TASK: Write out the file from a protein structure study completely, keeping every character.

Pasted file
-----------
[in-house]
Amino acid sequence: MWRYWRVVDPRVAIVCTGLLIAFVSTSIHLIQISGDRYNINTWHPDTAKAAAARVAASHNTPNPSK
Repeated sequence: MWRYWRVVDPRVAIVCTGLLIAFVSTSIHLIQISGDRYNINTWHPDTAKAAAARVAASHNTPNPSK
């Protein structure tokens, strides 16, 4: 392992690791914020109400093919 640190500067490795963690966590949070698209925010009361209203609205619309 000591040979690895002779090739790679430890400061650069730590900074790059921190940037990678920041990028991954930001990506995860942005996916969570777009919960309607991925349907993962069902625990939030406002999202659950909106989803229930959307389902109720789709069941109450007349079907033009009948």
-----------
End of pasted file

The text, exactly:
[in-house]
Amino acid sequence: MWRYWRVVDPRVAIVCTGLLIAFVSTSIHLIQISGDRYNINTWHPDTAKAAAARVAASHNTPNPSK
Repeated sequence: MWRYWRVVDPRVAIVCTGLLIAFVSTSIHLIQISGDRYNINTWHPDTAKAAAARVAASHNTPNPSK
């Protein structure tokens, strides 16, 4: 392992690791914020109400093919 640190500067490795963690966590949070698209925010009361209203609205619309 000591040979690895002779090739790679430890400061650069730590900074790059921190940037990678920041990028991954930001990506995860942005996916969570777009919960309607991925349907993962069902625990939030406002999202659950909106989803229930959307389902109720789709069941109450007349079907033009009948």